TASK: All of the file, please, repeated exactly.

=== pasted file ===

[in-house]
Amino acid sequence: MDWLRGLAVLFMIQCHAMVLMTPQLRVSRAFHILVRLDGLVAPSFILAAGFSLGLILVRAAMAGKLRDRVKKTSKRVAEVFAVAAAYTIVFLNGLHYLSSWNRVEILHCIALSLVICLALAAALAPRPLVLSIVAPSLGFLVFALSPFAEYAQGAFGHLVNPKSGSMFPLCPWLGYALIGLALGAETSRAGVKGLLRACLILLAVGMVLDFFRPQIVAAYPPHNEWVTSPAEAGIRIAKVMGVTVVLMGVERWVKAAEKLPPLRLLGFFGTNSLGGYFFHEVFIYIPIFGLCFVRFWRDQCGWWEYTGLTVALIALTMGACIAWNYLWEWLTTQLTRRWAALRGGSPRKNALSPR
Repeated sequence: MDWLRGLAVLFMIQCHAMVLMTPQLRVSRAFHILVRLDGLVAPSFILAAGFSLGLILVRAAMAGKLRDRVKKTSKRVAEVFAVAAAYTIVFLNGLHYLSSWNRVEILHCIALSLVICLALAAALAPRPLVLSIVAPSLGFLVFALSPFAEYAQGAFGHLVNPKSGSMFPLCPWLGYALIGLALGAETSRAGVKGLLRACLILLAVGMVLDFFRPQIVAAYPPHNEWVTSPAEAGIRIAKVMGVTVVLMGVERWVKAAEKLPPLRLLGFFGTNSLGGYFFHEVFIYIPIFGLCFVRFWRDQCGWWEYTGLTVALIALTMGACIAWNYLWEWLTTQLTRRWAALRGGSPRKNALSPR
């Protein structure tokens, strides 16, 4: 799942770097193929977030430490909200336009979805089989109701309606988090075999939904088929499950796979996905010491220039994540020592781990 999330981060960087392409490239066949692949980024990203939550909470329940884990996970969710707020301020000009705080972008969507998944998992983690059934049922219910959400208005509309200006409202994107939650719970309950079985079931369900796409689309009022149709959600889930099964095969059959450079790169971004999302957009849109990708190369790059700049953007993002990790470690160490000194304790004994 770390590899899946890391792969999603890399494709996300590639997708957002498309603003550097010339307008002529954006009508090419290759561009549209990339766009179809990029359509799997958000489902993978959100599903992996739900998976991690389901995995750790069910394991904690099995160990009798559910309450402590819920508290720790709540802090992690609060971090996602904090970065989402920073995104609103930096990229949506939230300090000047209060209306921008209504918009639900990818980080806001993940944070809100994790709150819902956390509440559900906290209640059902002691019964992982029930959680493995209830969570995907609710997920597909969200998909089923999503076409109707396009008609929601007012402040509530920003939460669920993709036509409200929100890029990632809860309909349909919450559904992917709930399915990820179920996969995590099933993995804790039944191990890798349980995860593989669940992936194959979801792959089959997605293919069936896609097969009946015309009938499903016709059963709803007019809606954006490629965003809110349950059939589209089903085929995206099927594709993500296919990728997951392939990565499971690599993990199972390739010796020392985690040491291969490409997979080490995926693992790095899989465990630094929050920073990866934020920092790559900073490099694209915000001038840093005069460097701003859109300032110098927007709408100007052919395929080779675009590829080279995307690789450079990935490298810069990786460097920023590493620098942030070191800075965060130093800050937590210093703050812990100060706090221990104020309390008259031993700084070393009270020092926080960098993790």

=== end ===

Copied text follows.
[in-house]
Amino acid sequence: MDWLRGLAVLFMIQCHAMVLMTPQLRVSRAFHILVRLDGLVAPSFILAAGFSLGLILVRAAMAGKLRDRVKKTSKRVAEVFAVAAAYTIVFLNGLHYLSSWNRVEILHCIALSLVICLALAAALAPRPLVLSIVAPSLGFLVFALSPFAEYAQGAFGHLVNPKSGSMFPLCPWLGYALIGLALGAETSRAGVKGLLRACLILLAVGMVLDFFRPQIVAAYPPHNEWVTSPAEAGIRIAKVMGVTVVLMGVERWVKAAEKLPPLRLLGFFGTNSLGGYFFHEVFIYIPIFGLCFVRFWRDQCGWWEYTGLTVALIALTMGACIAWNYLWEWLTTQLTRRWAALRGGSPRKNALSPR
Repeated sequence: MDWLRGLAVLFMIQCHAMVLMTPQLRVSRAFHILVRLDGLVAPSFILAAGFSLGLILVRAAMAGKLRDRVKKTSKRVAEVFAVAAAYTIVFLNGLHYLSSWNRVEILHCIALSLVICLALAAALAPRPLVLSIVAPSLGFLVFALSPFAEYAQGAFGHLVNPKSGSMFPLCPWLGYALIGLALGAETSRAGVKGLLRACLILLAVGMVLDFFRPQIVAAYPPHNEWVTSPAEAGIRIAKVMGVTVVLMGVERWVKAAEKLPPLRLLGFFGTNSLGGYFFHEVFIYIPIFGLCFVRFWRDQCGWWEYTGLTVALIALTMGACIAWNYLWEWLTTQLTRRWAALRGGSPRKNALSPR
């Protein structure tokens, strides 16, 4: 799942770097193929977030430490909200336009979805089989109701309606988090075999939904088929499950796979996905010491220039994540020592781990 999330981060960087392409490239066949692949980024990203939550909470329940884990996970969710707020301020000009705080972008969507998944998992983690059934049922219910959400208005509309200006409202994107939650719970309950079985079931369900796409689309009022149709959600889930099964095969059959450079790169971004999302957009849109990708190369790059700049953007993002990790470690160490000194304790004994 770390590899899946890391792969999603890399494709996300590639997708957002498309603003550097010339307008002529954006009508090419290759561009549209990339766009179809990029359509799997958000489902993978959100599903992996739900998976991690389901995995750790069910394991904690099995160990009798559910309450402590819920508290720790709540802090992690609060971090996602904090970065989402920073995104609103930096990229949506939230300090000047209060209306921008209504918009639900990818980080806001993940944070809100994790709150819902956390509440559900906290209640059902002691019964992982029930959680493995209830969570995907609710997920597909969200998909089923999503076409109707396009008609929601007012402040509530920003939460669920993709036509409200929100890029990632809860309909349909919450559904992917709930399915990820179920996969995590099933993995804790039944191990890798349980995860593989669940992936194959979801792959089959997605293919069936896609097969009946015309009938499903016709059963709803007019809606954006490629965003809110349950059939589209089903085929995206099927594709993500296919990728997951392939990565499971690599993990199972390739010796020392985690040491291969490409997979080490995926693992790095899989465990630094929050920073990866934020920092790559900073490099694209915000001038840093005069460097701003859109300032110098927007709408100007052919395929080779675009590829080279995307690789450079990935490298810069990786460097920023590493620098942030070191800075965060130093800050937590210093703050812990100060706090221990104020309390008259031993700084070393009270020092926080960098993790």